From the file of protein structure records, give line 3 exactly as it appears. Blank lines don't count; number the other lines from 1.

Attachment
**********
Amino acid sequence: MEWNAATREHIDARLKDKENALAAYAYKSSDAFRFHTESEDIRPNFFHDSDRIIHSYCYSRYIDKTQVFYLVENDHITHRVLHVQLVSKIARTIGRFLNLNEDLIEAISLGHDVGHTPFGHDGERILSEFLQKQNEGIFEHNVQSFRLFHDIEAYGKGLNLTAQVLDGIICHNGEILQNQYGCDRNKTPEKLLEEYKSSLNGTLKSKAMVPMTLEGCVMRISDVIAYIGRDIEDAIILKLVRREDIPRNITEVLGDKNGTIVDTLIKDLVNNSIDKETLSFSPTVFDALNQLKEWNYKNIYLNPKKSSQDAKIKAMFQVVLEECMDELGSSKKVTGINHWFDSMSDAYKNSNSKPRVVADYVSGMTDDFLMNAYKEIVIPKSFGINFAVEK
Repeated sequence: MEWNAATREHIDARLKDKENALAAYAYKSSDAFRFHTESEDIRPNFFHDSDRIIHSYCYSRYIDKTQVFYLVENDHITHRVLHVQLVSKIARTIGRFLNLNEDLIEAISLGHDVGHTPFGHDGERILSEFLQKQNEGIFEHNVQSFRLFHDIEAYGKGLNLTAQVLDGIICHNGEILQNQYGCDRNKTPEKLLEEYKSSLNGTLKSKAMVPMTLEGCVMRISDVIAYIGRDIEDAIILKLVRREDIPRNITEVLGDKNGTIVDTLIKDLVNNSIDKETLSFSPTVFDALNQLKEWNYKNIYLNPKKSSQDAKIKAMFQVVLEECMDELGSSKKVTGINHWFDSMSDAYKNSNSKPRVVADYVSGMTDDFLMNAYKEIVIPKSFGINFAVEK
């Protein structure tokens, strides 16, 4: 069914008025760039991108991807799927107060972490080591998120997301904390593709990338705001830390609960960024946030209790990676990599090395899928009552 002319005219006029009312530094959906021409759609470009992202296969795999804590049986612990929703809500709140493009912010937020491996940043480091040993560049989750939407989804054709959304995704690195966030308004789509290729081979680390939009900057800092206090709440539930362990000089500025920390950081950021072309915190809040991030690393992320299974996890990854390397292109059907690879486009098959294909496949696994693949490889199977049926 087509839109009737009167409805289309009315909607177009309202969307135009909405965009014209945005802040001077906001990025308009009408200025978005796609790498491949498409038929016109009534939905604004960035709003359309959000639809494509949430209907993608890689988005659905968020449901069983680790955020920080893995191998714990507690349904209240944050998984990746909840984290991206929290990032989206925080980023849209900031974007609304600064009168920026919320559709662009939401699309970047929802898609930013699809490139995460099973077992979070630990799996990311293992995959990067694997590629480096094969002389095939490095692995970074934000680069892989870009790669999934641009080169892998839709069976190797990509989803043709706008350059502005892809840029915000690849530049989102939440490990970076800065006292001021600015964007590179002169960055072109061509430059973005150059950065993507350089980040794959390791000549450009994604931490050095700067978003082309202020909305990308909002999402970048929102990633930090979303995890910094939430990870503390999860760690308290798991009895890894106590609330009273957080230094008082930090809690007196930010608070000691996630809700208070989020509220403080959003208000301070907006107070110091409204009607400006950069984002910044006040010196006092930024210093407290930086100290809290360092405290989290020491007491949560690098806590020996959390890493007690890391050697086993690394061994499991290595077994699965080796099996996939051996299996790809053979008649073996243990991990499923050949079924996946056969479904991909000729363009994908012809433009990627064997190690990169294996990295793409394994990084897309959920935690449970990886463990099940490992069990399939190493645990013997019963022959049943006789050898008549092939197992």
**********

């Protein structure tokens, strides 16, 4: 069914008025760039991108991807799927107060972490080591998120997301904390593709990338705001830390609960960024946030209790990676990599090395899928009552 002319005219006029009312530094959906021409759609470009992202296969795999804590049986612990929703809500709140493009912010937020491996940043480091040993560049989750939407989804054709959304995704690195966030308004789509290729081979680390939009900057800092206090709440539930362990000089500025920390950081950021072309915190809040991030690393992320299974996890990854390397292109059907690879486009098959294909496949696994693949490889199977049926 087509839109009737009167409805289309009315909607177009309202969307135009909405965009014209945005802040001077906001990025308009009408200025978005796609790498491949498409038929016109009534939905604004960035709003359309959000639809494509949430209907993608890689988005659905968020449901069983680790955020920080893995191998714990507690349904209240944050998984990746909840984290991206929290990032989206925080980023849209900031974007609304600064009168920026919320559709662009939401699309970047929802898609930013699809490139995460099973077992979070630990799996990311293992995959990067694997590629480096094969002389095939490095692995970074934000680069892989870009790669999934641009080169892998839709069976190797990509989803043709706008350059502005892809840029915000690849530049989102939440490990970076800065006292001021600015964007590179002169960055072109061509430059973005150059950065993507350089980040794959390791000549450009994604931490050095700067978003082309202020909305990308909002999402970048929102990633930090979303995890910094939430990870503390999860760690308290798991009895890894106590609330009273957080230094008082930090809690007196930010608070000691996630809700208070989020509220403080959003208000301070907006107070110091409204009607400006950069984002910044006040010196006092930024210093407290930086100290809290360092405290989290020491007491949560690098806590020996959390890493007690890391050697086993690394061994499991290595077994699965080796099996996939051996299996790809053979008649073996243990991990499923050949079924996946056969479904991909000729363009994908012809433009990627064997190690990169294996990295793409394994990084897309959920935690449970990886463990099940490992069990399939190493645990013997019963022959049943006789050898008549092939197992």